. The Pepper Gardens with my Garden House and all the land by me cleared in that part of this island called Suffolk


. My bungalow in George Town … with one set of Mahogany Tables, two Card tables, two Couches, two Bedsteads large and two small with Bedding etc, a dressing table and 18 chairs, two Silver Candlesticks, one Silver Tea pot, two sugar dishes, twelve table spoons, twelve tea spoons, one soup spoon (Silver) and all the utensils not under the Stewards charge …

He had Slaves ….

Slavery was not abolished in the colonies until 1833 and Light included his slaves among his possessions.

I give and bequeath all my Batta Slaves unto Martina Rozells.

As far as I can make out, Batta slaves may have originated from an island off the west coast of Sumatra, not far from Bencoolen which was a British colony at the time.

I leave all my Caffree Slaves the following choice, either to remain with Martina during her life she being willing to maintain them or each man to pay her fifty dollars and be free.

Caffree slaves came from Madagascar. Caffree sounds like a corruption of the Arabic word ‘Kaffiri’ meaning non-believer. The Arabs were the main slave traders on the east coast of Africa.

I give unto Enneat a female whom I have liberated the sum of two hundred dollars and unto Emai another female slave I give one hundred dollars with her freedom.

He had debt bondage slaves too ……..

I release the following from all further Bondage of Servitude and bequeath each of them ten dollars viz I Boon and his wife I Boon small and Echan his wife and children, I Tong, Tong Dam and his wife and daughter Ton Chan and her Brother, but not Esan she remained with Martina. Seng Pao and Elloi are not Slaves, they may go where they please.

His Friends May Not Have Been So Loyal After All ….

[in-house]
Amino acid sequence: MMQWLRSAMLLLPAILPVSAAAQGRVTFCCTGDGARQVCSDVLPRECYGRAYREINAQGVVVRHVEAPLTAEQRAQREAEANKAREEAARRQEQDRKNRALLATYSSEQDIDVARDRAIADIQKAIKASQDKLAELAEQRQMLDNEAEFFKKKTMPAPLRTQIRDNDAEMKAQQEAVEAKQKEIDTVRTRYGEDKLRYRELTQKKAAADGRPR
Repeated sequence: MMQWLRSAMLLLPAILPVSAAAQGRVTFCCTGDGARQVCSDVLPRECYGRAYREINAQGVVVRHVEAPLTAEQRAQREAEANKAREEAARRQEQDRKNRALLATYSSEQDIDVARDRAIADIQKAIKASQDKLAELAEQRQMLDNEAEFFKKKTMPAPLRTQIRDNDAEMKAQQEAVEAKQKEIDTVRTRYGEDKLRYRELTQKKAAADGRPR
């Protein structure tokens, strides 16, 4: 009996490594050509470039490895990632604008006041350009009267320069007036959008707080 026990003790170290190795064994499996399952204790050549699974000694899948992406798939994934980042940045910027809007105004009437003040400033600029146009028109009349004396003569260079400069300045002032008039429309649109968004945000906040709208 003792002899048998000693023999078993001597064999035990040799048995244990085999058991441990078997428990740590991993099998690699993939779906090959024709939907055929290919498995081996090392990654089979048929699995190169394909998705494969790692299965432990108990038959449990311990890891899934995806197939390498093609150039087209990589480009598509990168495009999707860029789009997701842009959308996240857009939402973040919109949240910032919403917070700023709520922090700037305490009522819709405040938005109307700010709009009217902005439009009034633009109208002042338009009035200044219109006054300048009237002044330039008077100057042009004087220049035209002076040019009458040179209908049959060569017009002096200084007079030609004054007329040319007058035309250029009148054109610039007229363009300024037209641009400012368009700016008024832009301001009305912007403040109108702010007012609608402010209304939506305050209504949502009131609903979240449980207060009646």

My Gold Gurglet and Bason I bequeath to William Fairlie Esqr. as a token of friendship, My Silver Gurglet and Bason I bequeath to James Scott as a remembrance My Watch I bequeath to Thomas Pigou also the choice of any of my books.

It seems Fairlie and Scott, who were executors of the will, may not have been satisfied with their jugs and washbasins and it appears they cheated Martina out of the bulk of her inheritance including Suffolk House which they sold to another EIC official. Martina sued Fairlie and Scott for breach of trust and misappropriation. She initially won her case but lost the appeal and the rumour was that EIC paid her a pension to hush her up.

The Suffolk estate bequeathed by Light to Martina would have been very desirable. This was how it was painted in 1820 by Capt. Robert Smith. The house itself was most likely built after Light’s death. Not surprising that Fairlie and Scott ignored Light’s dying wish and cheated Martina of her inheritance.
This is how the house looks today after a recent restoration. It is now a restaurant and events venue.

His Kids Turned Out OK ….

The residue of his estate he left to his children, whom, in his will, he describes as

the Children of Martina Rozells with whom I have long cohabited whose names are Sarah Light, William Light, Mary Light, Lanoon Light and Lukey Light.

Sarah Light married James Welsh who reached the rank of General in a distinguished career with the Madras Army of the East India Company.

William Light was packed off to England to be educated at the tender age of 6. We wonder what Martina would have thought of this strange English custom of sending their children away, especially as it is unclear whether William ever saw his parents again. Still, he did well in life. He pursued a military career and is famed as the founder of Adelaide, Australia.

Mary died in her nineties in France. She married twice, to George Boyd and Samuel Cornish Truran.

Francis Lanoon Light married Charlotte Arboni and Ann Lukey Light married Dr. Charles Hunter.